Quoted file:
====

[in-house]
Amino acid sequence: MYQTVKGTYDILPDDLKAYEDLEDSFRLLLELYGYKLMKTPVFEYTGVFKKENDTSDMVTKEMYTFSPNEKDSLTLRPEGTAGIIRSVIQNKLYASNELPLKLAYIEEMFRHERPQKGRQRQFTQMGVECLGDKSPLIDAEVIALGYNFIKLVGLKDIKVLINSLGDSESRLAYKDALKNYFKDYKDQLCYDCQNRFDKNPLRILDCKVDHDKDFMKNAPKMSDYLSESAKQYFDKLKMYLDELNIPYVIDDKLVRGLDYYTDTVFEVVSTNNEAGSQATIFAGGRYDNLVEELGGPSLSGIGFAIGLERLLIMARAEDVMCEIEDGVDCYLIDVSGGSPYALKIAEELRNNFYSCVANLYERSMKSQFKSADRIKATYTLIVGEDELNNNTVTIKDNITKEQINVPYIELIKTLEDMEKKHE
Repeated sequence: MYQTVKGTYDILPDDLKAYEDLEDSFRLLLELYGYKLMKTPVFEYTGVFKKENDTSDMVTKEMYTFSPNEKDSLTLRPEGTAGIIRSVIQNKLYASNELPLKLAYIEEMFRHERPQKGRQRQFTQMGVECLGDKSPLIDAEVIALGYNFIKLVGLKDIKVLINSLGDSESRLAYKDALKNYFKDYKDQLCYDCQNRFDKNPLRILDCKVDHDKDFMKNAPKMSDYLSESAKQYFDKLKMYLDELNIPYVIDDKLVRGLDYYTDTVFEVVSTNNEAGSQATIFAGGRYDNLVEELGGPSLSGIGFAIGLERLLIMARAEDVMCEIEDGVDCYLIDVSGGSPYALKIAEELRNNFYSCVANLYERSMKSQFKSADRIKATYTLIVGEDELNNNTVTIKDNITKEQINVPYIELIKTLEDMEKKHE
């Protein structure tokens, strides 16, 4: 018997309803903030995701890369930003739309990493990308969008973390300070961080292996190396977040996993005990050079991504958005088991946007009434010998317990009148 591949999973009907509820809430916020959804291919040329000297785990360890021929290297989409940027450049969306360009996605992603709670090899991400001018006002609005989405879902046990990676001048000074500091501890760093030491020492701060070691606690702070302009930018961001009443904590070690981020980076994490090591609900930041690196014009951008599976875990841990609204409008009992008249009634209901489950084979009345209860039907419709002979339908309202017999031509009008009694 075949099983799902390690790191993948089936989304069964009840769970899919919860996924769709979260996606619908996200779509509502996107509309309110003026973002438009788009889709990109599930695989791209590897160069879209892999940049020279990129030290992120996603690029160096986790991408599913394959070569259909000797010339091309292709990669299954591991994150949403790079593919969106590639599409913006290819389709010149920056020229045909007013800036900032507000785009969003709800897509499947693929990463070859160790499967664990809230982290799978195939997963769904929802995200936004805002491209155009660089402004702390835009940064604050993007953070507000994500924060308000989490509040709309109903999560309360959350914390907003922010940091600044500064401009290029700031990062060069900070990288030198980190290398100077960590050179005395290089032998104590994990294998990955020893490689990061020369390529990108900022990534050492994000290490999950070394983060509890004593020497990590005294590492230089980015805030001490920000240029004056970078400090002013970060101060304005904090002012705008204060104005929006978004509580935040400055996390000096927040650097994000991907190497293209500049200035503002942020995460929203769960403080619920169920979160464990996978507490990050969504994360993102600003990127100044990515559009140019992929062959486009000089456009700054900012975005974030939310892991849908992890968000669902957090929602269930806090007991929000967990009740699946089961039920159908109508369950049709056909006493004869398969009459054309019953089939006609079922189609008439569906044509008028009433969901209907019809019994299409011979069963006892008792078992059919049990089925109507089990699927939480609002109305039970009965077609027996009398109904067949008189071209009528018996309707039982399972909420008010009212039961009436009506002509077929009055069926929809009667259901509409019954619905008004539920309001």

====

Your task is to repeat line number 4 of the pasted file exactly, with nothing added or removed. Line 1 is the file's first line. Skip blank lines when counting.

């Protein structure tokens, strides 16, 4: 018997309803903030995701890369930003739309990493990308969008973390300070961080292996190396977040996993005990050079991504958005088991946007009434010998317990009148 591949999973009907509820809430916020959804291919040329000297785990360890021929290297989409940027450049969306360009996605992603709670090899991400001018006002609005989405879902046990990676001048000074500091501890760093030491020492701060070691606690702070302009930018961001009443904590070690981020980076994490090591609900930041690196014009951008599976875990841990609204409008009992008249009634209901489950084979009345209860039907419709002979339908309202017999031509009008009694 075949099983799902390690790191993948089936989304069964009840769970899919919860996924769709979260996606619908996200779509509502996107509309309110003026973002438009788009889709990109599930695989791209590897160069879209892999940049020279990129030290992120996603690029160096986790991408599913394959070569259909000797010339091309292709990669299954591991994150949403790079593919969106590639599409913006290819389709010149920056020229045909007013800036900032507000785009969003709800897509499947693929990463070859160790499967664990809230982290799978195939997963769904929802995200936004805002491209155009660089402004702390835009940064604050993007953070507000994500924060308000989490509040709309109903999560309360959350914390907003922010940091600044500064401009290029700031990062060069900070990288030198980190290398100077960590050179005395290089032998104590994990294998990955020893490689990061020369390529990108900022990534050492994000290490999950070394983060509890004593020497990590005294590492230089980015805030001490920000240029004056970078400090002013970060101060304005904090002012705008204060104005929006978004509580935040400055996390000096927040650097994000991907190497293209500049200035503002942020995460929203769960403080619920169920979160464990996978507490990050969504994360993102600003990127100044990515559009140019992929062959486009000089456009700054900012975005974030939310892991849908992890968000669902957090929602269930806090007991929000967990009740699946089961039920159908109508369950049709056909006493004869398969009459054309019953089939006609079922189609008439569906044509008028009433969901209907019809019994299409011979069963006892008792078992059919049990089925109507089990699927939480609002109305039970009965077609027996009398109904067949008189071209009528018996309707039982399972909420008010009212039961009436009506002509077929009055069926929809009667259901509409019954619905008004539920309001």